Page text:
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Most people are familiar with basic drunk driving laws in New Jersey, but are far less knowledgeable about what happens if you are caught driving while intoxicated (DWI) with a minor in tow. This is an extremely serious offense with deliberately harsh penalties. If you have been arrested or charged with drunk driving and you had a minor in the vehicle, you need our help. Our New Jersey DWI attorneys understand how serious these charges are and also know how to handle them.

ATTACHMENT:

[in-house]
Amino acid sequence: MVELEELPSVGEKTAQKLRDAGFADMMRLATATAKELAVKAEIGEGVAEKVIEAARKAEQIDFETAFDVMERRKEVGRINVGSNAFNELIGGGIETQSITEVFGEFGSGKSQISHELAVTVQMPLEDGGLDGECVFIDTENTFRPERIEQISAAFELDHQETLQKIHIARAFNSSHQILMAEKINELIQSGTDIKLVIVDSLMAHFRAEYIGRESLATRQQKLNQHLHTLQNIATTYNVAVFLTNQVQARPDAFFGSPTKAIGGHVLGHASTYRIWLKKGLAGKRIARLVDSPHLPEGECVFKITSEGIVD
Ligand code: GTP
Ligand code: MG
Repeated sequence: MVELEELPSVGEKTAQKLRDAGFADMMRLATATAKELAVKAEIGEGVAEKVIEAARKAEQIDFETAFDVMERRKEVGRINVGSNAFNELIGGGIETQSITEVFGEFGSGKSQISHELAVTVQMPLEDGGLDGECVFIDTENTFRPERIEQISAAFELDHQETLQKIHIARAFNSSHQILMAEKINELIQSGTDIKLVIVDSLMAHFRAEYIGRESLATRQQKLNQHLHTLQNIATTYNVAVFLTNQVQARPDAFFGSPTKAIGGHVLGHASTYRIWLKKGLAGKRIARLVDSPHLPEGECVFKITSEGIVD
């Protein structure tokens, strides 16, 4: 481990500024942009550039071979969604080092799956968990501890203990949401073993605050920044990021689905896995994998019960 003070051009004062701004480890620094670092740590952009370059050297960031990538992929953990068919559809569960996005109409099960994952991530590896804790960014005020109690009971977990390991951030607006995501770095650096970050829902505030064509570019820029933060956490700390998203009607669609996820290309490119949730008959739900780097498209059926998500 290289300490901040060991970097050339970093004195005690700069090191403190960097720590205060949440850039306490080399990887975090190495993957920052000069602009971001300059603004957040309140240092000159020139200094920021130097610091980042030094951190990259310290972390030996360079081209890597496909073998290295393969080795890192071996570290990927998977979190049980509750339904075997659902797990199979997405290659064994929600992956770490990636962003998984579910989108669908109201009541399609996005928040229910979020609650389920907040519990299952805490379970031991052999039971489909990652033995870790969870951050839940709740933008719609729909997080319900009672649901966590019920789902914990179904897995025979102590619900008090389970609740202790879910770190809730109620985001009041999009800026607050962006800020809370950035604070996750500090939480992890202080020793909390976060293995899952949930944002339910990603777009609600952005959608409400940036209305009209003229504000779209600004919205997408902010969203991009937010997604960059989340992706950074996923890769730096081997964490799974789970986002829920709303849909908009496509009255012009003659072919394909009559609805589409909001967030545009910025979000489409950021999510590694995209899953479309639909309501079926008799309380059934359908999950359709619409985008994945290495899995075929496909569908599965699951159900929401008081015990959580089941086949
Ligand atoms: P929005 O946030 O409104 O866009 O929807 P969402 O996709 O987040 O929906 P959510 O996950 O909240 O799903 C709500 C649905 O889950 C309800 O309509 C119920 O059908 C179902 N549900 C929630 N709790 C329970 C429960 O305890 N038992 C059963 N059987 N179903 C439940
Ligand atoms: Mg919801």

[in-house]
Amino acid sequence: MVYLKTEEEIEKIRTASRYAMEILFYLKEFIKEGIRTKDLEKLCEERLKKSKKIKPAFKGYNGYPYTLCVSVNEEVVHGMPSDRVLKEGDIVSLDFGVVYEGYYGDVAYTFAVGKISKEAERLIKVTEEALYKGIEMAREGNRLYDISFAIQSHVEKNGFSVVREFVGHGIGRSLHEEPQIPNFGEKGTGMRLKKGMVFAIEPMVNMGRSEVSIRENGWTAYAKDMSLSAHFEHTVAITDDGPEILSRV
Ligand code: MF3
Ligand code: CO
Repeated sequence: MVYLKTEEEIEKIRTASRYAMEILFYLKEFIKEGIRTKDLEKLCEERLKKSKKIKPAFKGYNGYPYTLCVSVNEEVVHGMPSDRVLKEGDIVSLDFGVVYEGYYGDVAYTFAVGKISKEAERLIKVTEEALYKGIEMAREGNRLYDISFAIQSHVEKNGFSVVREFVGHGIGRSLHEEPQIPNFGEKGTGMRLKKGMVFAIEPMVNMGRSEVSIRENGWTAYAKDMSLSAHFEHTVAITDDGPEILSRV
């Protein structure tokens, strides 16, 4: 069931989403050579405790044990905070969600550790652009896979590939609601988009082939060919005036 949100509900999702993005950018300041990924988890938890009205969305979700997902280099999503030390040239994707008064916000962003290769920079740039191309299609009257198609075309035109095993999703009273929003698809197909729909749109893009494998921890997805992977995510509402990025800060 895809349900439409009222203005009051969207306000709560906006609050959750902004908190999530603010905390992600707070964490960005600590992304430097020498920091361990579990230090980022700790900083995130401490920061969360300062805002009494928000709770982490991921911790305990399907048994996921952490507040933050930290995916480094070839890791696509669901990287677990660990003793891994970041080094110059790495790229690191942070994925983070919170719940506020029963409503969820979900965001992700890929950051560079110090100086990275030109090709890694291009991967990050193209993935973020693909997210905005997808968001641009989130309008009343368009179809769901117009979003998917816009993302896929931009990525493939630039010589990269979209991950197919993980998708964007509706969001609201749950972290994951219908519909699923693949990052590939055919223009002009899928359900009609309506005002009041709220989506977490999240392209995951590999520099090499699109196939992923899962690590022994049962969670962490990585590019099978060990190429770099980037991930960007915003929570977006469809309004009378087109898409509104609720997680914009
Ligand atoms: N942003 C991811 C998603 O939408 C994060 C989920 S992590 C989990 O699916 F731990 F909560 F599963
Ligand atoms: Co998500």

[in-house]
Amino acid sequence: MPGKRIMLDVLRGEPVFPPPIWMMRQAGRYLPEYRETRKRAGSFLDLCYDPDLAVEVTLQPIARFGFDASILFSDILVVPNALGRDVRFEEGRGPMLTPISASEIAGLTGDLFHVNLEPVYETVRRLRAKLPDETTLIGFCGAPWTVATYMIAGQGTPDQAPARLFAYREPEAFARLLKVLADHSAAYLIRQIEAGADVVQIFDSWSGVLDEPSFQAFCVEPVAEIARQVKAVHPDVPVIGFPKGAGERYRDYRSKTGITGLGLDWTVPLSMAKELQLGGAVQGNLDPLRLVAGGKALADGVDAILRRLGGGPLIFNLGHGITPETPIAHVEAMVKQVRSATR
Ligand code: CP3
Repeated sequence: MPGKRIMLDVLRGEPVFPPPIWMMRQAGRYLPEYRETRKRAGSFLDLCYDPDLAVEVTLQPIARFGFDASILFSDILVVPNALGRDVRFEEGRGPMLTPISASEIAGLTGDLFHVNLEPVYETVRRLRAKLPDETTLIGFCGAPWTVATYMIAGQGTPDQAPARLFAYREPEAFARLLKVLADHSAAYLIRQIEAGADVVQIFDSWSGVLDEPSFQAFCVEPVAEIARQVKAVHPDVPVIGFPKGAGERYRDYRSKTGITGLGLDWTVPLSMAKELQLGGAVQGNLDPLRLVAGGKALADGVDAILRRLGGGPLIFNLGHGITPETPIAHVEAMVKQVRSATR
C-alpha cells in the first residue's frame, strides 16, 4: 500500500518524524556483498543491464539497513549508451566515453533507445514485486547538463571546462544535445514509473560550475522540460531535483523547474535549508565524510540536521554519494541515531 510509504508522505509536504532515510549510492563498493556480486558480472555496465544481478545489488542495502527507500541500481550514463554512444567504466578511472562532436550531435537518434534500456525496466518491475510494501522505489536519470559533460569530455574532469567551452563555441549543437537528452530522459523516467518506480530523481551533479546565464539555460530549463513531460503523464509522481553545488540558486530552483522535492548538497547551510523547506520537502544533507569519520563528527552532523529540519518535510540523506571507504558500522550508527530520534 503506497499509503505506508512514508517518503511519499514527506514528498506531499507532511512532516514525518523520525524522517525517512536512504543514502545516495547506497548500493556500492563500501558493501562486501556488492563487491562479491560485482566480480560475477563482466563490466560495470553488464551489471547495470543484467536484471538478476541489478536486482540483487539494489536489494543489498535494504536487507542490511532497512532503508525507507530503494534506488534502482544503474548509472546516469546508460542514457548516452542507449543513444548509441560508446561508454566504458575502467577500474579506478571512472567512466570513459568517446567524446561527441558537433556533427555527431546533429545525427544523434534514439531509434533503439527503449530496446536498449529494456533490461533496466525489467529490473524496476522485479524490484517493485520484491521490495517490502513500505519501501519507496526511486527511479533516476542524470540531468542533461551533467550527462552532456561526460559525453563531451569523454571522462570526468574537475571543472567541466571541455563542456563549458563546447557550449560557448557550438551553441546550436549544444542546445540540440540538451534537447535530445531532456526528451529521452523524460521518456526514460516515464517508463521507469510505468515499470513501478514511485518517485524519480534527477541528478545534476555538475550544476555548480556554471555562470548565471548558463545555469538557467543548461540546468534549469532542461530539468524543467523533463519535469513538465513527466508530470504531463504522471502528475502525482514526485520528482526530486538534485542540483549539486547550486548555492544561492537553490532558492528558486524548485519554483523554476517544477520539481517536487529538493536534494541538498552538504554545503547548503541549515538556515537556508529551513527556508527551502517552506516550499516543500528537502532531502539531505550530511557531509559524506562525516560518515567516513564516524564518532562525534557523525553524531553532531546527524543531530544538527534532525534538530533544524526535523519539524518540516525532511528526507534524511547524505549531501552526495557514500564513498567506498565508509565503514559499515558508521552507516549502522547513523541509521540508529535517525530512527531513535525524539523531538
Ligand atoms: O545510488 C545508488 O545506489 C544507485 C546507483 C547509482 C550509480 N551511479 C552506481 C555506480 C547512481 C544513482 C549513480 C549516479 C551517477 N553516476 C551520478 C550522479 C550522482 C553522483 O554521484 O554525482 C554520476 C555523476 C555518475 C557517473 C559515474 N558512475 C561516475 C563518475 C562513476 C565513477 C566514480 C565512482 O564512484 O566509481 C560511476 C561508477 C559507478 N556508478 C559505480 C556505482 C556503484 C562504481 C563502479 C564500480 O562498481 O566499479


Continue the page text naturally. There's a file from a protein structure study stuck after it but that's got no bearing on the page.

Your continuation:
A man from Elizabeth recently pled guilty to a drunk driving accident that killed his daughter last year. In November 2018, police were called regarding a car accident on 1-295 north. Upon arrival, they discovered a man’s Ford Focus in the grass beyond the right shoulder. His 9-year old daughter had been tossed from the vehicle into a wooded area and suffered deadly injuries. The man and a younger daughter, who was also in the vehicle at the time of the accident, were not seriously hurt. The man allegedly consumed multiple alcohol beverages at an establishment before driving. His blood alcohol content (BAC) was determined to be double the legal limit. Prosecutors say that the 38-year old man pled guilty to one count of vehicular homicide, one count of endangering the welfare of a child and driving while intoxicated.